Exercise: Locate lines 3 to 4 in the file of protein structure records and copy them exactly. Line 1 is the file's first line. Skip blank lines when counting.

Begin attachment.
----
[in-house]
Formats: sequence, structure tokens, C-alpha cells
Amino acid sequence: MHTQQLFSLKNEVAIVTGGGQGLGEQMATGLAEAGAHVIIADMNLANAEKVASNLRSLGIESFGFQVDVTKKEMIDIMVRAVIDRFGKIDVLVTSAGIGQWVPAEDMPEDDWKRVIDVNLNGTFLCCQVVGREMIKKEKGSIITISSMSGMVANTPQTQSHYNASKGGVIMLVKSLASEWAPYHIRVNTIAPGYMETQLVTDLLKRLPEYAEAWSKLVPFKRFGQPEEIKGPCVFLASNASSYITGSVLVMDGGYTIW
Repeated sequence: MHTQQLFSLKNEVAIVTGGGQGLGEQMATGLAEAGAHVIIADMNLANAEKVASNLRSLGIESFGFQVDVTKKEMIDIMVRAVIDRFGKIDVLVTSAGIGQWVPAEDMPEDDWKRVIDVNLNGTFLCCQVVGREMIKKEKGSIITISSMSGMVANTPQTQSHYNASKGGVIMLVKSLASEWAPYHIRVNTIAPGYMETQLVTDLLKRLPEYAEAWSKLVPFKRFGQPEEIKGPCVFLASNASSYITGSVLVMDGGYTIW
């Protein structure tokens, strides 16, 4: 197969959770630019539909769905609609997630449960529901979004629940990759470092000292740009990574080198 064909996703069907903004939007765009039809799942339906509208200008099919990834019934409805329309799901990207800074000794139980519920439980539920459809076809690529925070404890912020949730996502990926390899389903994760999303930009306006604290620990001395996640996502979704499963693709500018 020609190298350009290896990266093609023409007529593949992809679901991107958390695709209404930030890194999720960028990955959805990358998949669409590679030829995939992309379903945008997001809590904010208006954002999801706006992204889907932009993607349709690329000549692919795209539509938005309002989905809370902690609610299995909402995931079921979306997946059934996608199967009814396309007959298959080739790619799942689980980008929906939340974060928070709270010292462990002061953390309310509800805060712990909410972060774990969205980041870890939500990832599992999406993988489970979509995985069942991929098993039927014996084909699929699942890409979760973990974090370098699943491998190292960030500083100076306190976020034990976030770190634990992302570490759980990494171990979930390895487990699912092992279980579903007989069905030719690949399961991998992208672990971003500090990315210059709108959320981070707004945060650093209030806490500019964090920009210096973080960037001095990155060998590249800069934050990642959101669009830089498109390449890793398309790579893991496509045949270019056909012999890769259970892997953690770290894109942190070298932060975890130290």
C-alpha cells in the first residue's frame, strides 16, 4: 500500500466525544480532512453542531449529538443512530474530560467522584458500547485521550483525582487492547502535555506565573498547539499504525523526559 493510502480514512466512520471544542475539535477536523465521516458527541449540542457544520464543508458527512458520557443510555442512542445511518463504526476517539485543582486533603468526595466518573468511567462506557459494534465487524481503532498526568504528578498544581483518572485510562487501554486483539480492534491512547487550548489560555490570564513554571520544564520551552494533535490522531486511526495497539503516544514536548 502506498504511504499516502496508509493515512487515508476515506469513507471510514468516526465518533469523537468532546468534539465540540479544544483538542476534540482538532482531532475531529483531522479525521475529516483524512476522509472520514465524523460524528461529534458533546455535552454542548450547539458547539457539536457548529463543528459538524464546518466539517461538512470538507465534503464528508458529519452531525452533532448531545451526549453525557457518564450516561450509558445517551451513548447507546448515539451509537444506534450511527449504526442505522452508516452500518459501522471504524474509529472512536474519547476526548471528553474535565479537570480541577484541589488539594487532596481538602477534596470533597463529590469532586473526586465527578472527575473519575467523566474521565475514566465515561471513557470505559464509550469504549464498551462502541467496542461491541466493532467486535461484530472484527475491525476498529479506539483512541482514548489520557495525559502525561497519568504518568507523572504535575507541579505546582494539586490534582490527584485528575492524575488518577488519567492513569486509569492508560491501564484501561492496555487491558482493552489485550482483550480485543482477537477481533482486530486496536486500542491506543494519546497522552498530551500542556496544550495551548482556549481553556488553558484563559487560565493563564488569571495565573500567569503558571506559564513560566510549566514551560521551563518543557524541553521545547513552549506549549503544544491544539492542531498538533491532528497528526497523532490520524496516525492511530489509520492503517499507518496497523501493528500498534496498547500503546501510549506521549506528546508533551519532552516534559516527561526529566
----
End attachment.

Amino acid sequence: MHTQQLFSLKNEVAIVTGGGQGLGEQMATGLAEAGAHVIIADMNLANAEKVASNLRSLGIESFGFQVDVTKKEMIDIMVRAVIDRFGKIDVLVTSAGIGQWVPAEDMPEDDWKRVIDVNLNGTFLCCQVVGREMIKKEKGSIITISSMSGMVANTPQTQSHYNASKGGVIMLVKSLASEWAPYHIRVNTIAPGYMETQLVTDLLKRLPEYAEAWSKLVPFKRFGQPEEIKGPCVFLASNASSYITGSVLVMDGGYTIW
Repeated sequence: MHTQQLFSLKNEVAIVTGGGQGLGEQMATGLAEAGAHVIIADMNLANAEKVASNLRSLGIESFGFQVDVTKKEMIDIMVRAVIDRFGKIDVLVTSAGIGQWVPAEDMPEDDWKRVIDVNLNGTFLCCQVVGREMIKKEKGSIITISSMSGMVANTPQTQSHYNASKGGVIMLVKSLASEWAPYHIRVNTIAPGYMETQLVTDLLKRLPEYAEAWSKLVPFKRFGQPEEIKGPCVFLASNASSYITGSVLVMDGGYTIW